Unions and free trade agreements may be similar. The difference between the two is that, in a customs union, participating countries establish a common tariff (a uniform external tariff applied by all Member States) against third countries, whereas this is not the case in a free trade agreement. The result is other differences: (i) within the framework of a customs union, participating countries must conduct trade negotiations as a single unit (usually the EU), while members can negotiate individually under a free trade agreement; (ii) in a customs union, the free movement of goods between Member States is permitted, but not in a free trade agreement; and (iii) within the framework of a customs union, customs between Member States is not necessary, but a free trade agreement requires it and its function can even be strengthened. Until the Article 50 negotiations are completed (with or without a withdrawal treaty), the UK is still a member of the EU and is therefore not allowed to conclude its own trade agreements with other countries. If we left both the internal market and the customs union, we could negotiate a free trade agreement with the EU. A free trade area is an area in which there are no tariffs or taxes or quotas for goods and/or services from a country entering another country. Third, such an agreement would involve sending tariffs on exports to the EU and it is highly unlikely that it would include free trade in services (neither the Canadian Free Trade Agreement nor the standard WTO framework). This is a problem for the UK, as it exports far more services to the EU than goods. A common market is generally called the first step towards the creation of an internal market. It generally relies on a tariff-free trade area on goods and the relatively free movement of capital and services, but it is not as advanced in removing other trade barriers. A single market is the last step and the ultimate goal of an internal market. It requires the full free movement of goods, services (including financial services), capital and people, regardless of national borders. On the other hand, the United Kingdom could follow Norway`s lead.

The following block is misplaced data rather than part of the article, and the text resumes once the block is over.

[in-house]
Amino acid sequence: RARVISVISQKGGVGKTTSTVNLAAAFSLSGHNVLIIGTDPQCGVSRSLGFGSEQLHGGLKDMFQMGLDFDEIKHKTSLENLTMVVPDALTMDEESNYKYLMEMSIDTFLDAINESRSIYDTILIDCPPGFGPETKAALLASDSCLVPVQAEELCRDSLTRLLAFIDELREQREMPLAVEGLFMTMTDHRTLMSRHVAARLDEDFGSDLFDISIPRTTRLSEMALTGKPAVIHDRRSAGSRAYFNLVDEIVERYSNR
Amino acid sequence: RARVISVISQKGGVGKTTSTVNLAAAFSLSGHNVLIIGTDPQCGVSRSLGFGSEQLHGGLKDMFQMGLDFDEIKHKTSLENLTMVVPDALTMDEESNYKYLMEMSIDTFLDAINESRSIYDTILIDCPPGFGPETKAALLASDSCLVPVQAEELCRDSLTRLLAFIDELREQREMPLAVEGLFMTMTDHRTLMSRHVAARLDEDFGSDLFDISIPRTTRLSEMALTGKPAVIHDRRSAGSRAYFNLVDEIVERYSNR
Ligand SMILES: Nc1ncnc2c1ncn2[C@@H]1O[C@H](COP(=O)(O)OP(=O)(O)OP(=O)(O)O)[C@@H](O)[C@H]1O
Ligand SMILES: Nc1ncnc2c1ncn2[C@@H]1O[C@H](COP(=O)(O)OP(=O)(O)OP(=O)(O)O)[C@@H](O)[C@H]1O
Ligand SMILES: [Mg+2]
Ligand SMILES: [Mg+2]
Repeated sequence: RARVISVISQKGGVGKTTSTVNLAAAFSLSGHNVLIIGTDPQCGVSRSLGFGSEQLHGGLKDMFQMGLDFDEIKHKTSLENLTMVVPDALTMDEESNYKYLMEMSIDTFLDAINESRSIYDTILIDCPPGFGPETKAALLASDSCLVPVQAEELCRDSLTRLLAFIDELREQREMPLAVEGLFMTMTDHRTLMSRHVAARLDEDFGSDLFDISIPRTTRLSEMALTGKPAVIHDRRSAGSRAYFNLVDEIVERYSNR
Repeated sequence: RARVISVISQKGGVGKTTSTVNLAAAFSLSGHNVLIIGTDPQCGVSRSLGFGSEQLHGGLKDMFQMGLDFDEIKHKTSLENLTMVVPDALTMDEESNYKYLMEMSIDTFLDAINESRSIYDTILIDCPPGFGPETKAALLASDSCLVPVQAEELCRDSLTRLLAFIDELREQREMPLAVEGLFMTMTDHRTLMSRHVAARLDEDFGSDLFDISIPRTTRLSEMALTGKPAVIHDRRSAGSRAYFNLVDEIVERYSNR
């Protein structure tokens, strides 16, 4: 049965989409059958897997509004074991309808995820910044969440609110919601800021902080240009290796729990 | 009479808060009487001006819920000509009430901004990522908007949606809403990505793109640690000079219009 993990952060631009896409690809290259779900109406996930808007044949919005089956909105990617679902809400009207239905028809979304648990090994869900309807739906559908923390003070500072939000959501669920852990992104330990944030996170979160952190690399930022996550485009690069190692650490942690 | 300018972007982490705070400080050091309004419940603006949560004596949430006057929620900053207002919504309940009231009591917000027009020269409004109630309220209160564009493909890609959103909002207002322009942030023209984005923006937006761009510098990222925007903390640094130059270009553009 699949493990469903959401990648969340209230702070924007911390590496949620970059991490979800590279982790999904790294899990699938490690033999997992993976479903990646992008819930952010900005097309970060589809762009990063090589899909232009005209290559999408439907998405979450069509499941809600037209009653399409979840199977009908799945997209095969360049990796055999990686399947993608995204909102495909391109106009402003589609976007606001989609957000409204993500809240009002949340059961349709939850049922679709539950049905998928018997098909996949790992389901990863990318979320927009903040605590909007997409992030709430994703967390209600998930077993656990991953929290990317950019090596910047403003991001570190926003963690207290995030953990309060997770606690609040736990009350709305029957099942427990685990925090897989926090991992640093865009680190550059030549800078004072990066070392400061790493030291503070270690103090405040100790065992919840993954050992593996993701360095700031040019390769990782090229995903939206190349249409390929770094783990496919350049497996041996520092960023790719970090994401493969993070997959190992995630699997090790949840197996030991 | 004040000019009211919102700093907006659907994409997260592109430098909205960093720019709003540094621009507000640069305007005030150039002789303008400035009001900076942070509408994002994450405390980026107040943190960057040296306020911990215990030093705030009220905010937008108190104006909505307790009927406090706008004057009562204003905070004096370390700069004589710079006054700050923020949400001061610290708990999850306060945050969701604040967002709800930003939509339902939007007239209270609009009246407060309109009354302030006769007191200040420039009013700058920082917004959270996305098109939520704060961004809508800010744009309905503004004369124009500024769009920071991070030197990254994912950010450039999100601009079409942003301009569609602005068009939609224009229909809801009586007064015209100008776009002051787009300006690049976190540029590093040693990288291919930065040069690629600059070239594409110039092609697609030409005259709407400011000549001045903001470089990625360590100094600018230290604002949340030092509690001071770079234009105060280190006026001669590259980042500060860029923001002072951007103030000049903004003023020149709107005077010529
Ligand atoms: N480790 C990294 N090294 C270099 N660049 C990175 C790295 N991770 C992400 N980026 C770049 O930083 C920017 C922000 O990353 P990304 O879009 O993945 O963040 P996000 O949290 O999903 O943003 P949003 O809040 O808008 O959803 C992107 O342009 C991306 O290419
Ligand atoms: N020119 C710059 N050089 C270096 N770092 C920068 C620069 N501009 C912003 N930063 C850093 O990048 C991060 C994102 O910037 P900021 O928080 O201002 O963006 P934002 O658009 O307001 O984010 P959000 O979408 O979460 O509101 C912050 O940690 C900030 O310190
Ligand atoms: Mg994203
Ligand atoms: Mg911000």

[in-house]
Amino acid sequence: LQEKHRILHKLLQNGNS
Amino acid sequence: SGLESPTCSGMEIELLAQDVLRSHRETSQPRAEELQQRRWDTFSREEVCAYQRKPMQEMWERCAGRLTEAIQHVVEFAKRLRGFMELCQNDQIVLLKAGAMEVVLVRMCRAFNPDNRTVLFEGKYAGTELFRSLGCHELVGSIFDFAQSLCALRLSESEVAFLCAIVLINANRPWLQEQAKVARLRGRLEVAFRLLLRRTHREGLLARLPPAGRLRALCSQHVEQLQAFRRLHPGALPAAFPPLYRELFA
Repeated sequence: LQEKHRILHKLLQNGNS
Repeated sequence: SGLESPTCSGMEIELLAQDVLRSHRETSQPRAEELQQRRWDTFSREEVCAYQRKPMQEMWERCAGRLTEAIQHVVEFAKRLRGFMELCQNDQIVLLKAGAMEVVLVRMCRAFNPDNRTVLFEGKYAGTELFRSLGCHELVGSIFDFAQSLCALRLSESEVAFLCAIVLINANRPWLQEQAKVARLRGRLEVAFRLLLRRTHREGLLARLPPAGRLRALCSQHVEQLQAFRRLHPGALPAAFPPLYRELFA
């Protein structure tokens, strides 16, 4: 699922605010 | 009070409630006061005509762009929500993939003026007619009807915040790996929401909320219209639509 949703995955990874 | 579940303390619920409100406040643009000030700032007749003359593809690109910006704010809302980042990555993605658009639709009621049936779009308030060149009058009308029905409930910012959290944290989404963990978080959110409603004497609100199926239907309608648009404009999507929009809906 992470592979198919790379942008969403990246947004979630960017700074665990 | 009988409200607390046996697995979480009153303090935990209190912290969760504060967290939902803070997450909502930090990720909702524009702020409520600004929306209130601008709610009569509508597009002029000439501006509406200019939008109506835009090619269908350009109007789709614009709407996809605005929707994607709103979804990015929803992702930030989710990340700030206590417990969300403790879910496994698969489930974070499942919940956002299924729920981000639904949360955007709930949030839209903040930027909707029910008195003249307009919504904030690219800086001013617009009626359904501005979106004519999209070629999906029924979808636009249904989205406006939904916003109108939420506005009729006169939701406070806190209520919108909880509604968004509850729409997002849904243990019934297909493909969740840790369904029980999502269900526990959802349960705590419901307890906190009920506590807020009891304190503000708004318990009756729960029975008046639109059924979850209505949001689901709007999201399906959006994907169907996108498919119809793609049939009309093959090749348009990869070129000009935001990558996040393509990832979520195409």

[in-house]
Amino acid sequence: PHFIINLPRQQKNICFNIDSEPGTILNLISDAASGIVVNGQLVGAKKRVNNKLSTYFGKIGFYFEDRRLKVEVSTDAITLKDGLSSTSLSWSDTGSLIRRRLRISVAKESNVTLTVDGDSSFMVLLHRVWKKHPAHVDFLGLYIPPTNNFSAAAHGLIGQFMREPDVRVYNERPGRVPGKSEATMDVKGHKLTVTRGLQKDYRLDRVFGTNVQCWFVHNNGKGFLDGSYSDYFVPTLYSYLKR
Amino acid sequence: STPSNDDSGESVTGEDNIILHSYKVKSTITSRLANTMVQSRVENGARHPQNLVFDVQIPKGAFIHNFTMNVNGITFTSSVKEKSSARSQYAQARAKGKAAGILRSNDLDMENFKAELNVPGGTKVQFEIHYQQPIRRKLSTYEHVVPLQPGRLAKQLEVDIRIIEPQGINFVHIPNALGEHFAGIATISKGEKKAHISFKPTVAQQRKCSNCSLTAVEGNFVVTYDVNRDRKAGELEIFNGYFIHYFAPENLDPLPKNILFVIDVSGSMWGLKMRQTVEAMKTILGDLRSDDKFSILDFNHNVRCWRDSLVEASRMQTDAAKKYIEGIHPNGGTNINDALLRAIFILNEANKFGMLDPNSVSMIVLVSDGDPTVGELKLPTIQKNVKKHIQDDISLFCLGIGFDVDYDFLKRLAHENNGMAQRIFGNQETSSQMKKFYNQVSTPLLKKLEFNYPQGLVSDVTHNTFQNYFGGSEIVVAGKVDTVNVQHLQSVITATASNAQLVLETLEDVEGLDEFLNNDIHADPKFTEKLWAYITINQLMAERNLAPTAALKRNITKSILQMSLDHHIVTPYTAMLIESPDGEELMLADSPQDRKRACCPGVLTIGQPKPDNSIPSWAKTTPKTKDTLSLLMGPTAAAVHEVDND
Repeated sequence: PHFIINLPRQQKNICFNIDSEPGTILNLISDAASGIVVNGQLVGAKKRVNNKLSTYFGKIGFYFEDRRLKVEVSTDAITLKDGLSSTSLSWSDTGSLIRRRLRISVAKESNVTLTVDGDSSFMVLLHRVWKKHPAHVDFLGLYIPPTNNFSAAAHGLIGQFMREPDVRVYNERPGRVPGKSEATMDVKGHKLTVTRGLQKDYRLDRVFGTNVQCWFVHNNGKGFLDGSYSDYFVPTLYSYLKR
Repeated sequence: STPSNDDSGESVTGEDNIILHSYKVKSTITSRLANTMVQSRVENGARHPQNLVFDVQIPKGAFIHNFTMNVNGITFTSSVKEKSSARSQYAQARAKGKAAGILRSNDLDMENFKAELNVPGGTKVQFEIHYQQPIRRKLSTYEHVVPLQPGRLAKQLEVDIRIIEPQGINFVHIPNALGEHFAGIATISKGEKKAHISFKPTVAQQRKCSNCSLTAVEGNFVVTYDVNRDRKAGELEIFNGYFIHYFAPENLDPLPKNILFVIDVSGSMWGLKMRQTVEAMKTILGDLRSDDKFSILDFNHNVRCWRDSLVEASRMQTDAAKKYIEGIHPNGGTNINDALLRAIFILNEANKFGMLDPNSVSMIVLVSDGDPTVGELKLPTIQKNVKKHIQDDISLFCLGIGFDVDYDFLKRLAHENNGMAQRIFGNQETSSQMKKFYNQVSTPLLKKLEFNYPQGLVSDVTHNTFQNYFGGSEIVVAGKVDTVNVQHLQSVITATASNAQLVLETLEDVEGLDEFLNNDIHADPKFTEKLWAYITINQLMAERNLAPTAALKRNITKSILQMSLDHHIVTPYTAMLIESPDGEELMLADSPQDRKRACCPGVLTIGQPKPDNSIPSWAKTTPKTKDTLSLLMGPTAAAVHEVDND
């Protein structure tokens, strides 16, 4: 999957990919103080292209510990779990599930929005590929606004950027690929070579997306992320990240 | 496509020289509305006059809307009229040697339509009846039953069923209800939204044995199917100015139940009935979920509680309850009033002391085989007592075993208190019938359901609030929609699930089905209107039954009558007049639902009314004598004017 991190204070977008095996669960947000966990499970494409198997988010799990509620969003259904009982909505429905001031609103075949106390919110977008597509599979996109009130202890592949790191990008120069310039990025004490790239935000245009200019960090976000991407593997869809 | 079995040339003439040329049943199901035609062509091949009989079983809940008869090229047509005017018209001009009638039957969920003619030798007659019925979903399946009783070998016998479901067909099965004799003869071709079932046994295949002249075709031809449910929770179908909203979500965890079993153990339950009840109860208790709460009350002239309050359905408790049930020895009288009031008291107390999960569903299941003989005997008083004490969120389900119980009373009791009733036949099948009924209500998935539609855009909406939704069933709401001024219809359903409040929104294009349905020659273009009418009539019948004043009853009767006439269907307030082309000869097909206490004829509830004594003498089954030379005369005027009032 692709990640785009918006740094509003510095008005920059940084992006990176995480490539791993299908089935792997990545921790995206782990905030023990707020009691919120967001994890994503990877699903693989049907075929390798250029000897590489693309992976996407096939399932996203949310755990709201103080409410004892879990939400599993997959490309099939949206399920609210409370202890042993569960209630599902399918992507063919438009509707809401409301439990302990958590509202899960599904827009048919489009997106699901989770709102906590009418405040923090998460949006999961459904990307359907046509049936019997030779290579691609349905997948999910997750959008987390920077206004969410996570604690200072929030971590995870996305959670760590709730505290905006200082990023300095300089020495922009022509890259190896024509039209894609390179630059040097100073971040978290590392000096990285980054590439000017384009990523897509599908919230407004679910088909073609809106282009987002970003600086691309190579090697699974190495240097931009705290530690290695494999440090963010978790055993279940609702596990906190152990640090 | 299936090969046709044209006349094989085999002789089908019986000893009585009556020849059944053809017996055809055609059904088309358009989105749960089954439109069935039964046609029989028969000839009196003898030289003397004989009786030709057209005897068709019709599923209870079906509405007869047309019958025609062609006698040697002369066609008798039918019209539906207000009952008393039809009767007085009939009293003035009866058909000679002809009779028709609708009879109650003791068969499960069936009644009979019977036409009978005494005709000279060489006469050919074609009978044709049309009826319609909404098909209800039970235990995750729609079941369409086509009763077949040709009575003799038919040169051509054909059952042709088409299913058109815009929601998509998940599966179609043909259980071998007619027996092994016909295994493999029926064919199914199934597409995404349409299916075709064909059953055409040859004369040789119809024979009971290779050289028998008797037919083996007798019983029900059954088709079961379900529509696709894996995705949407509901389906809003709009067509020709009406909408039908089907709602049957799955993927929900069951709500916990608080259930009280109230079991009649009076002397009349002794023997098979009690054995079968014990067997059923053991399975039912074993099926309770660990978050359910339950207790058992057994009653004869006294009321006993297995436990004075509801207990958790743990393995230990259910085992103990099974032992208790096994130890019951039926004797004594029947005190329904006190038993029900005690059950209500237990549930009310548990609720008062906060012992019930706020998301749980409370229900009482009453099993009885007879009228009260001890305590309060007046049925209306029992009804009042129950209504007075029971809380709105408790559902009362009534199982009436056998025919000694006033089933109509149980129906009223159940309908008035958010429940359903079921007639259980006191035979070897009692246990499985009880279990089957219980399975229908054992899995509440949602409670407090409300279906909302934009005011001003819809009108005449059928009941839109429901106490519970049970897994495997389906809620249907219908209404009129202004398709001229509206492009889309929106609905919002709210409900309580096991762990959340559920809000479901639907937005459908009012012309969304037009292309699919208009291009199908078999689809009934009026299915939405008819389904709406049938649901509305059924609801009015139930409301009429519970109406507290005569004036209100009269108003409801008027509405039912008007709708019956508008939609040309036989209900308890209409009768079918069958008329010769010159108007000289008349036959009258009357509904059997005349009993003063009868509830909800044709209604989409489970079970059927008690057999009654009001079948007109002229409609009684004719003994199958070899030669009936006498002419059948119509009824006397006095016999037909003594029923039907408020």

Norway is part of the internal market, but it is not part of the customs union, i.e. it sets its own tariffs on external goods, while Norwegian goods are freely imported into the EU. One way or another, there are three difficulties. Firstly, selling in the internal market would continue to require British companies to comply with EU law; but after leaving the EU, the UK would not have the opportunity to influence how they are made (this is the difficulty that Norway and Switzerland currently face). Negotiations can therefore be very long and complicated and the result can still leave many obstacles to trade. For both businesses in the market and consumers, an internal market is a competitive environment that complicates the existence of monopolies. [Citation required] This means that inefficient companies suffer market share losses and may have to close. However, efficient businesses can benefit from economies of scale, increased competitiveness and lower costs, and they expect profitability to be increased. [Citation required] This is especially true for companies that sell goods and services that can easily be distributed in countries in the internal market.